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Inventors Initial 10 Step Marketing Plan

The Inventor’s Initial 10-Step Marketing Plan

by Jeffrey Dobkin

One of my inventor friends asked me, “How do I market a product?”

Yea. It’s just that simple.

And here’s your simple answer: Invest time, money or energy. Or… actually, just pick two.

Or… maybe it is just that simple!

First, some questions: are you marketing a product or a service?
Is it local (geographic marketing) or national?
Is it consumer, industrial, or business to business?
To a wide or narrow niche market?
Or is it a broad-appeal retail product?

Also – how much does your product cost; what is the sales buying cycle, and is it need-driven?
Impulse? Seasonal? Is price important?
Most importantly: What are your sales goals? How much do you want to sell? And what’s in the marketing budget?
Yea, I know – you want to sell a million of them.  Keep in mind reaching your sales goal will be determined in part by your budget.  You can’t sell a million of anything when your advertising or marketing budget is geared to sell 10,000.  Tiny marketing budget = tiny sales. Good to start, but to sell a million of anything right out of the gate is costly.  So, again tell me: how many did you want to sell?
Considering first of all that you do have a budget, don’t you?

All these different possibilities have different marketing campaign strategies.
Fortunately they all start here in some common ground:

Here’s how every marketing plan starts:

1. Identify your most likely prospects.
The first step in any marketing plan. Go for the ones standing by the side of the road, waving money in their hands at you – and are ready to buy, right now.  If you can identify these people and reach them, half the battle has been won!

2. Create a Coherent PR (press release) campaign for newspapers and magazines.
This is a series of press releases: a campaign sustained over time that’s well thought out up front. Write each press release headlines for now, the write the first press release.  You’ll write the body of all the other press releases later.
Find magazines in your markets and industries in Bacon’s Magazine directory or Oxbridge Communications Periodical Directory found in major libraries.

3. Create an “informational booklet” to give away for free – and offer them in your press release.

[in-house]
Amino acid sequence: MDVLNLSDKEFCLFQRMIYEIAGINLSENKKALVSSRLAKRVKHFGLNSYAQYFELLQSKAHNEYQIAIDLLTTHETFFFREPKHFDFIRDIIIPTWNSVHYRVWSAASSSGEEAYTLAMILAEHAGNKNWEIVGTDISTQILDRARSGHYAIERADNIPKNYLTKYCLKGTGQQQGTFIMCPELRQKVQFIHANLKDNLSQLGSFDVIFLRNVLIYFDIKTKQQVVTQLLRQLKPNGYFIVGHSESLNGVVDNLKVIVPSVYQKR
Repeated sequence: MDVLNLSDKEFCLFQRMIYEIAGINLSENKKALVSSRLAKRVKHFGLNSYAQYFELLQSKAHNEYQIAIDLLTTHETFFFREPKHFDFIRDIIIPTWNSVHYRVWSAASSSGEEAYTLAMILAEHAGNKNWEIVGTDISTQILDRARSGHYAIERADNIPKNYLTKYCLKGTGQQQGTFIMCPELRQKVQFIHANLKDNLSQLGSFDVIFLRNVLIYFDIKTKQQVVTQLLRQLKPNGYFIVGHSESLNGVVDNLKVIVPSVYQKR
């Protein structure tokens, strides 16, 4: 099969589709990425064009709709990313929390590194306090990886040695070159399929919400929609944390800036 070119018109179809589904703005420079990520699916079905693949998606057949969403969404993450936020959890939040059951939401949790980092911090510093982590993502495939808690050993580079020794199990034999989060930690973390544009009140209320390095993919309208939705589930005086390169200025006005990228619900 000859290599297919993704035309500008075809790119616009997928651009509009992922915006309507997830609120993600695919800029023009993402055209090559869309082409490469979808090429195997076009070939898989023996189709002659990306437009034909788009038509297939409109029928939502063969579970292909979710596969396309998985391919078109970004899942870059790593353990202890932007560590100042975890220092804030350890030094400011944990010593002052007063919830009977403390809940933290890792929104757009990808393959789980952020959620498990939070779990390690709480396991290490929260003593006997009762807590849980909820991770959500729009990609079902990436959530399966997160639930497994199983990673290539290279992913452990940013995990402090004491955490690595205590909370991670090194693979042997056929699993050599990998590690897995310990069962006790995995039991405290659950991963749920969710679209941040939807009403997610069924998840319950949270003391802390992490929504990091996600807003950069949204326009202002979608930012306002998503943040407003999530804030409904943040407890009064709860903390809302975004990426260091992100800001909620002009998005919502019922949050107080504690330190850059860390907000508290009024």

The booklet TITLE is responsible for the quantity and quality of the response, so write a great booklet title using the “Jeff Dobkin 100 to 1 rule”: Write 100 titles, go back and pick out your best one.  Hey, I didn’t say you’d like the “100 to 1 rule”, I just said it’s the best way to get the highest response.

By offering a FREE Booklet you give potential customers a non-threatening reason to call and something FREE to ask for – in return for showing you they’re interested.

4. Send your first press release to your magazine list.  
For the complete and detailed instructions on how to do this, please see my book, “How To Market A Product for Under $500!”
Keep tight track of the response: where did it come from? Then plan on ads in magazines that had the most successful PR media placements.

5. Start creating a mailing list of your top 250 prospects.
That’s right – start digging for names and addresses.
Yea, it’s hard work.
Thankless, too.
But… your success depends on the quality of your mailing list!

6. Track every call, every inquiry.
Have a sheet of paper by every phone and ask, “And how did you hear of our company?”
I know, you think you’ll remember where they came from, but just to be sure, write it down and put that slip of paper in a drawer.
At the end of a few months count the slips for each, you’ll know exactly what’s working.

7. Create quality literature and cover letters.
Send cover letters with anything and everything.  No piece of literature goes out without a cover letter.  Any questions?
And don’t say, “Enclosed is our brochure…”  in your letter.  They can see that!
Offer additional reasons to buy, more product benefits, a brief sales pitch – and give a BIG PHONE NUMBER.  Ask readers to call several times in the letter.

8. Mail to your Top 250.
Mail to your best prospects frequently, every 4 to 6 weeks if you can.
If you can’t identify your market tight enough and make this mailing work (a mailing to your very best prospects!), you’re in trouble.  Big trouble.

9. Test and retest small ads in various media.
Don’t forget to look at low cost unusual advertising opportunities such as association newsletters and so forth.

10. Keep marketing to wherever the best prospects and most sales are coming from.
See if you can clone your best customers: Figure out where they came from, what they like, why they purchase – and look for more of the same.

Hope this is helpful. Don’t forget to buy my book, “How To Market A Product for Under $500!” Best $30 bucks you’ll ever spend on marketing. Besides, I need the money.

Jeffrey Dobkin Bio —

Jeffrey Dobkin

Jeffrey is a fun speaker, and an author who has written 5 books on marketing and two on humor. He has been on the on the Board of Directors of the American Society of Inventors for over 15 years and the President for 3 years. The American Society of Inventors is a 501c3 organization that helps area inventors who are members free of charge.  To speak with him call 610-642-1000.  Visit The Bookstore to order his books, tapes and videos – and for more articles on invention, marketing, advertising, PR, direct mail and more…